April 22, 2005
Blogs and Citizen Journalism in Real Estate
One of The Real Estate Cafe's first posts was in February 2004 fifteen months before Business Week's cover story today, in response to a debate among blog gurus at Harvard about where blogs would strike next:
"Despite the setbacks to Howard Dean’s first-of-a-kind Internet operation, the current discussion around the Blogosphere seems to be centered on when and where the next major impact point will be, and not whether the Internet will be an important player from this point on in the American political panorama.
...there is a sea change in the air, and some of the bulwarks of conventional control of the information stream are crumbling under the relatively free-form innovations from the digital frontier."
The February 2004 post continued, "This is where blogs might find an entry point in the real estate industry. As you know Ralph Nader and Steve Brobeck of the Consumer Federation of America both called the real estate industry a cartel more than a decade ago. One of my visions is a network of home buyers who post reviews of open houses and report on local market trends from the consumers' perspective. As the air comes out of the real estate bubble and the industry slides into a multi-year downcycle, home buyers will become increasing cautious and hungry for this kind of 'citizen journalism.'"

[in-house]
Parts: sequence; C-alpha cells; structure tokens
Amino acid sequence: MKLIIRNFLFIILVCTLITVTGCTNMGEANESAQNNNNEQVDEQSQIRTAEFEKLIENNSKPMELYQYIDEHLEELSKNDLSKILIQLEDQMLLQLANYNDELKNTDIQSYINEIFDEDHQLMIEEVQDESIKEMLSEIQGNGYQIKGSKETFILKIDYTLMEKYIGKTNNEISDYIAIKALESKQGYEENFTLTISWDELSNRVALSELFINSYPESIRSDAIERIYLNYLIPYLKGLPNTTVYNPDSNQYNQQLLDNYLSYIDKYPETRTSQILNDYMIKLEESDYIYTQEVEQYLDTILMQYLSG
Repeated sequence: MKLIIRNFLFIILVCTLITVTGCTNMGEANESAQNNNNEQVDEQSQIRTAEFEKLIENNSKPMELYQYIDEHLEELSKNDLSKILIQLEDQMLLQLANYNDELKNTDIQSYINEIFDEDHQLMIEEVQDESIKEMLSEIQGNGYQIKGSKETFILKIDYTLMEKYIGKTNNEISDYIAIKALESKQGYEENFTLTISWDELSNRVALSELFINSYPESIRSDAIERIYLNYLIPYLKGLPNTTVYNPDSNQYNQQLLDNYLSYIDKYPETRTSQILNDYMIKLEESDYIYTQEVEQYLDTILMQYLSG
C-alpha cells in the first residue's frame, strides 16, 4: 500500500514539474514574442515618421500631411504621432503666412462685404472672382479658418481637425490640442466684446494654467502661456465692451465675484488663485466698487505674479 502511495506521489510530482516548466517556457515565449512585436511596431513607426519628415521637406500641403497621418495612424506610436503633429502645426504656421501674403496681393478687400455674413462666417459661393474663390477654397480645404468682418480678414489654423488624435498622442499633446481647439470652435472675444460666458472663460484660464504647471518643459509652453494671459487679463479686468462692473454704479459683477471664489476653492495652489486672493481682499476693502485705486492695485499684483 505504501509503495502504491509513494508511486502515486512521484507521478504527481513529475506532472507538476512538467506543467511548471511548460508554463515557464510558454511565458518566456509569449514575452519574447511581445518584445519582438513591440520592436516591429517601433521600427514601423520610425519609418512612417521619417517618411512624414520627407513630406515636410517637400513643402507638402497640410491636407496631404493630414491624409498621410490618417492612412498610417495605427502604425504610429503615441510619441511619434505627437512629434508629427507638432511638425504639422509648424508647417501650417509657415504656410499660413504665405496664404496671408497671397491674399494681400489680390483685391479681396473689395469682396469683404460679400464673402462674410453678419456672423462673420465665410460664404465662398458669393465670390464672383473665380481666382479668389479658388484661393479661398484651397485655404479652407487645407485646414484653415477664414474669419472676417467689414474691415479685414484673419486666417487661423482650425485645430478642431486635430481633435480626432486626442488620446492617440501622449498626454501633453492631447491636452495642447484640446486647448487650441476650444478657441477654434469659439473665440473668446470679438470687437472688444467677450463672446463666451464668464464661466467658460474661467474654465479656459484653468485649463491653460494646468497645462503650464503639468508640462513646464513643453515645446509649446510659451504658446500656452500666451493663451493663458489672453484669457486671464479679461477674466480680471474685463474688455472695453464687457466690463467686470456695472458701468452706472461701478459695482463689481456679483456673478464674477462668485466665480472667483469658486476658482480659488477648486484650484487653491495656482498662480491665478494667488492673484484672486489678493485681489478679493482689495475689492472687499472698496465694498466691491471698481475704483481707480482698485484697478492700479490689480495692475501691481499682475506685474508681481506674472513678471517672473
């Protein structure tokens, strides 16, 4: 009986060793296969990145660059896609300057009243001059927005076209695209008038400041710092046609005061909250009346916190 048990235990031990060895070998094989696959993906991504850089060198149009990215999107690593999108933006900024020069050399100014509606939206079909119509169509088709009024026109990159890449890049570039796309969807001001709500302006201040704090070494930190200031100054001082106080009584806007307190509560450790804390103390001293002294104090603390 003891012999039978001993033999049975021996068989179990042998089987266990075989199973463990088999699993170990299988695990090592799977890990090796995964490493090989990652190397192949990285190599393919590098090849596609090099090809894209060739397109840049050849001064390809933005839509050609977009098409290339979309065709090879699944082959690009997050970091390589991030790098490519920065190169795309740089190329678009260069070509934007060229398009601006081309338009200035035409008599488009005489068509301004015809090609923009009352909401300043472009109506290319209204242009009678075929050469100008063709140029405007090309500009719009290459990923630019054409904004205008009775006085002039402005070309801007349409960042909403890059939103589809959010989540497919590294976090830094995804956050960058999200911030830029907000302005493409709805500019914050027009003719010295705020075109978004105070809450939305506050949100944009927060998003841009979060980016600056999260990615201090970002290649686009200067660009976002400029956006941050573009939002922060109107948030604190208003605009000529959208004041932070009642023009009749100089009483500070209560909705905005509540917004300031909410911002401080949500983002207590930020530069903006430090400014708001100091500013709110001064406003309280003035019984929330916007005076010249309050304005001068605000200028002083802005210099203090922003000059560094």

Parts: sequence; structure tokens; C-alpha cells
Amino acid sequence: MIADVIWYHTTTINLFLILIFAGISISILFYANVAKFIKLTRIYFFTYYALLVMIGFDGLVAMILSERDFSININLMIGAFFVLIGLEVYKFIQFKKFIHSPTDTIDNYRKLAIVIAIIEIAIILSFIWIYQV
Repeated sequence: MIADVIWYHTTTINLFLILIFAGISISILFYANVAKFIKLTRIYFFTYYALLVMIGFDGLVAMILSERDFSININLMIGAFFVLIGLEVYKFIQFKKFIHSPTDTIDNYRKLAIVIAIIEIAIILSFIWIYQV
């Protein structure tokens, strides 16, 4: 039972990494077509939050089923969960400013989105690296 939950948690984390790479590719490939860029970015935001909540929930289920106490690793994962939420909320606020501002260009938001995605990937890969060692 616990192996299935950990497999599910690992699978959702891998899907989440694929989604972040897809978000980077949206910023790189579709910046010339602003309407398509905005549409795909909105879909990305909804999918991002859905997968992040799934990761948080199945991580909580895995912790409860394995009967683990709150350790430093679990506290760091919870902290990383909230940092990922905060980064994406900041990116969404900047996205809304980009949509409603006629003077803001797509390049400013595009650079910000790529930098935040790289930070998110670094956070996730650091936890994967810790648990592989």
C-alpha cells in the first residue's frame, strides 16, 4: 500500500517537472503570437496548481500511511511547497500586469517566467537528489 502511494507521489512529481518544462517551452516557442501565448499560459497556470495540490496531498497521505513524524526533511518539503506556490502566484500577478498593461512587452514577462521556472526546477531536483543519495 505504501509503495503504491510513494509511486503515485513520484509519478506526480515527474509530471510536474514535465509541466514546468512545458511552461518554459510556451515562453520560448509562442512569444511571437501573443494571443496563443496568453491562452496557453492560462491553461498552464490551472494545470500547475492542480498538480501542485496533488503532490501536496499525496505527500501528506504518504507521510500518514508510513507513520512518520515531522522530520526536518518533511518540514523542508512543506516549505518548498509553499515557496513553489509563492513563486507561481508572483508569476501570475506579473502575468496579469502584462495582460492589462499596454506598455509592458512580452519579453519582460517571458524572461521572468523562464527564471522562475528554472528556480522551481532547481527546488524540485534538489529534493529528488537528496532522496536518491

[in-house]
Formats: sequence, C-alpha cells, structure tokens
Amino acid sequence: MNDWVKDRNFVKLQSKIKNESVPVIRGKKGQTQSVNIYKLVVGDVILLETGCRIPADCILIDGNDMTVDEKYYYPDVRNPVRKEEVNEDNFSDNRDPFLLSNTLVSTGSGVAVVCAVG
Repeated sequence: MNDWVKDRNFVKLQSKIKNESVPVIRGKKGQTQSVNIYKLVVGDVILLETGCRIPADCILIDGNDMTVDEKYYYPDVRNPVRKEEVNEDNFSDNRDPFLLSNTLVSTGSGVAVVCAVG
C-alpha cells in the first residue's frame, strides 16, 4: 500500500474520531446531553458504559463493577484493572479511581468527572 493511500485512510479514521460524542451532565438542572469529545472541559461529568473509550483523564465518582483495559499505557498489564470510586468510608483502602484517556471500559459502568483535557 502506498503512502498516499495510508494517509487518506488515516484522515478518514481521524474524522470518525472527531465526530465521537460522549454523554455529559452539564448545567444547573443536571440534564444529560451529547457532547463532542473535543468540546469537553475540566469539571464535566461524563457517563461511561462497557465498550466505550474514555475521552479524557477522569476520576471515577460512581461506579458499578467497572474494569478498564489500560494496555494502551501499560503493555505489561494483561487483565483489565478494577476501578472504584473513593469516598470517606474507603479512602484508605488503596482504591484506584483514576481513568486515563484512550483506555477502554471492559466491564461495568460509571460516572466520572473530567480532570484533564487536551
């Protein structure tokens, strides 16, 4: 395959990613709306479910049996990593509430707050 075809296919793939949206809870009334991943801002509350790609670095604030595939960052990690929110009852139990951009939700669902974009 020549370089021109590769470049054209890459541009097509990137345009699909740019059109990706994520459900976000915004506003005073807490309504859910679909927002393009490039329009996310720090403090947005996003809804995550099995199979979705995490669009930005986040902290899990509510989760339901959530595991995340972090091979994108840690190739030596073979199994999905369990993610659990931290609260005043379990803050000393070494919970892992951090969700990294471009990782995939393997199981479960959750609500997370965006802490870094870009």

Fifteen months later, it's no accident that one of the Business Week articles featured Curbed.com, the leading real estate blog in New York if not the nation, because "[it] dishes the dirt the brokers don't." Explaining the popularity of his blog, founder and former Massachusetts resident Lockhart Steele told BW, "People trust blog posts more because they sound like e-mails from a friend." Since it's founding in May 2004, Curbed.com's traffic has soared to over a million page view per month.
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